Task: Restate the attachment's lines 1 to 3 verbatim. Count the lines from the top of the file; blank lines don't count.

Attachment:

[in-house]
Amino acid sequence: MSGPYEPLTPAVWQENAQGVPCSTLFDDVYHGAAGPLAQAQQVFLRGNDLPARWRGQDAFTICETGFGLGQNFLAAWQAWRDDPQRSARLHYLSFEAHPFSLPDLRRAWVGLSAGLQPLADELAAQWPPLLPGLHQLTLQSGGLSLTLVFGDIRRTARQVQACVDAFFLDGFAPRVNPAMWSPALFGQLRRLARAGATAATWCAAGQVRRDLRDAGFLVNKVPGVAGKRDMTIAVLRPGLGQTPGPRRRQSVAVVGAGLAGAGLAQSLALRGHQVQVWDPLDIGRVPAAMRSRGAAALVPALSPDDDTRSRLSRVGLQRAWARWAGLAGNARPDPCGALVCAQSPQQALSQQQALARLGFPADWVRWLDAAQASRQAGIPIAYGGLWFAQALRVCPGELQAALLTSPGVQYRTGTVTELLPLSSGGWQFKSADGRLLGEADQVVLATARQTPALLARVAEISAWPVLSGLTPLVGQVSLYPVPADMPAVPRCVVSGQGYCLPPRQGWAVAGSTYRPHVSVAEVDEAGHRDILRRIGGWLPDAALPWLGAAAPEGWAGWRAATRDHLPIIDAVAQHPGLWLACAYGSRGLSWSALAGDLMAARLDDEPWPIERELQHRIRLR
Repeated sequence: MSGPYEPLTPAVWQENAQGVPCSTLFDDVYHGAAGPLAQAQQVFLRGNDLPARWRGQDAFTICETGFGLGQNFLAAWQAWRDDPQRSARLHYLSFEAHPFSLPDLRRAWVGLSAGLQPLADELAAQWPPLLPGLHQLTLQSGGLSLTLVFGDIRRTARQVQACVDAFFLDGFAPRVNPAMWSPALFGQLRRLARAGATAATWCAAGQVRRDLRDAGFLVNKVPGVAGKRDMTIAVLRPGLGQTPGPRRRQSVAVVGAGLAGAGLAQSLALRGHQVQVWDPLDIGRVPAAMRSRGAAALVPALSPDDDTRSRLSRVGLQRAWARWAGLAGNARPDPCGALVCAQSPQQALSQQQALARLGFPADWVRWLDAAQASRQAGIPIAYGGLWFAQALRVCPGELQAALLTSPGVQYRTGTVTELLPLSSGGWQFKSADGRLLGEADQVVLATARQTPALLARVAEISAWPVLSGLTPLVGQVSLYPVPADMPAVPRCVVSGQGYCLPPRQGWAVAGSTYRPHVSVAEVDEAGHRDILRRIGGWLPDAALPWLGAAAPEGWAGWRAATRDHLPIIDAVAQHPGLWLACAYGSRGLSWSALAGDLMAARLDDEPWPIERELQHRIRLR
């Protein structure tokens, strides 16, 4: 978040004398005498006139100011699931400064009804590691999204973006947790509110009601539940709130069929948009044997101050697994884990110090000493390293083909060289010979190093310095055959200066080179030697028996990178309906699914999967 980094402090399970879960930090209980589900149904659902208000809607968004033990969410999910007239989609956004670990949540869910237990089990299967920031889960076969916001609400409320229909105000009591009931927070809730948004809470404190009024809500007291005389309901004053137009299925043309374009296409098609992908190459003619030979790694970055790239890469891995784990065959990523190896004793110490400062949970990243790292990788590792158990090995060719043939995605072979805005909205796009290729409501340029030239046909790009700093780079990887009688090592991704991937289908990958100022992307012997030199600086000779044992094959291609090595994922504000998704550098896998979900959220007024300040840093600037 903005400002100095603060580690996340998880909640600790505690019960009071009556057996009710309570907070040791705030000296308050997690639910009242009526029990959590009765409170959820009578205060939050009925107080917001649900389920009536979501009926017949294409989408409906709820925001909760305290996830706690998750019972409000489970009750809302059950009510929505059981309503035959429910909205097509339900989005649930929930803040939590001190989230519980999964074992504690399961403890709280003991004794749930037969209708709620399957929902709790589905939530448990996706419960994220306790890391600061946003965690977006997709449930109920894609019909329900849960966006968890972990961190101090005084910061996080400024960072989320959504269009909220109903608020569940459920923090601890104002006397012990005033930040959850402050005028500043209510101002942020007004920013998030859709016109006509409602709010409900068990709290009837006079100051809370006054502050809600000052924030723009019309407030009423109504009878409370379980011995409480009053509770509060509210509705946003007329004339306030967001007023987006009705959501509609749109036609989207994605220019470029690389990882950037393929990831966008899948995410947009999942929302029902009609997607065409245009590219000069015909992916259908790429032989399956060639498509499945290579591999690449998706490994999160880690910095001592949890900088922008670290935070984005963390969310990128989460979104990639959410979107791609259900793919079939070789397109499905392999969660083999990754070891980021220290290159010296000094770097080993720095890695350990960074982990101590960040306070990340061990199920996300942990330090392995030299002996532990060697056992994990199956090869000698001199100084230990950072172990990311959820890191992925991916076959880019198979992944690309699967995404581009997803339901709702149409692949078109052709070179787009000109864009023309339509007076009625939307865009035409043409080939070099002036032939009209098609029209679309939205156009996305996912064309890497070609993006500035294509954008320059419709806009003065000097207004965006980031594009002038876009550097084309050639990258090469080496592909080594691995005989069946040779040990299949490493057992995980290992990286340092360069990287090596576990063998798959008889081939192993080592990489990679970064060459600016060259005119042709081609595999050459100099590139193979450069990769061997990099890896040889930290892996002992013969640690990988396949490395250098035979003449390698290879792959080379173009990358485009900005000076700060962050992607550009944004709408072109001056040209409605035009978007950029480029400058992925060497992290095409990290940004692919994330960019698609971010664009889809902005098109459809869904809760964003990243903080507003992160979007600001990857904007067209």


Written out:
[in-house]
Amino acid sequence: MSGPYEPLTPAVWQENAQGVPCSTLFDDVYHGAAGPLAQAQQVFLRGNDLPARWRGQDAFTICETGFGLGQNFLAAWQAWRDDPQRSARLHYLSFEAHPFSLPDLRRAWVGLSAGLQPLADELAAQWPPLLPGLHQLTLQSGGLSLTLVFGDIRRTARQVQACVDAFFLDGFAPRVNPAMWSPALFGQLRRLARAGATAATWCAAGQVRRDLRDAGFLVNKVPGVAGKRDMTIAVLRPGLGQTPGPRRRQSVAVVGAGLAGAGLAQSLALRGHQVQVWDPLDIGRVPAAMRSRGAAALVPALSPDDDTRSRLSRVGLQRAWARWAGLAGNARPDPCGALVCAQSPQQALSQQQALARLGFPADWVRWLDAAQASRQAGIPIAYGGLWFAQALRVCPGELQAALLTSPGVQYRTGTVTELLPLSSGGWQFKSADGRLLGEADQVVLATARQTPALLARVAEISAWPVLSGLTPLVGQVSLYPVPADMPAVPRCVVSGQGYCLPPRQGWAVAGSTYRPHVSVAEVDEAGHRDILRRIGGWLPDAALPWLGAAAPEGWAGWRAATRDHLPIIDAVAQHPGLWLACAYGSRGLSWSALAGDLMAARLDDEPWPIERELQHRIRLR
Repeated sequence: MSGPYEPLTPAVWQENAQGVPCSTLFDDVYHGAAGPLAQAQQVFLRGNDLPARWRGQDAFTICETGFGLGQNFLAAWQAWRDDPQRSARLHYLSFEAHPFSLPDLRRAWVGLSAGLQPLADELAAQWPPLLPGLHQLTLQSGGLSLTLVFGDIRRTARQVQACVDAFFLDGFAPRVNPAMWSPALFGQLRRLARAGATAATWCAAGQVRRDLRDAGFLVNKVPGVAGKRDMTIAVLRPGLGQTPGPRRRQSVAVVGAGLAGAGLAQSLALRGHQVQVWDPLDIGRVPAAMRSRGAAALVPALSPDDDTRSRLSRVGLQRAWARWAGLAGNARPDPCGALVCAQSPQQALSQQQALARLGFPADWVRWLDAAQASRQAGIPIAYGGLWFAQALRVCPGELQAALLTSPGVQYRTGTVTELLPLSSGGWQFKSADGRLLGEADQVVLATARQTPALLARVAEISAWPVLSGLTPLVGQVSLYPVPADMPAVPRCVVSGQGYCLPPRQGWAVAGSTYRPHVSVAEVDEAGHRDILRRIGGWLPDAALPWLGAAAPEGWAGWRAATRDHLPIIDAVAQHPGLWLACAYGSRGLSWSALAGDLMAARLDDEPWPIERELQHRIRLR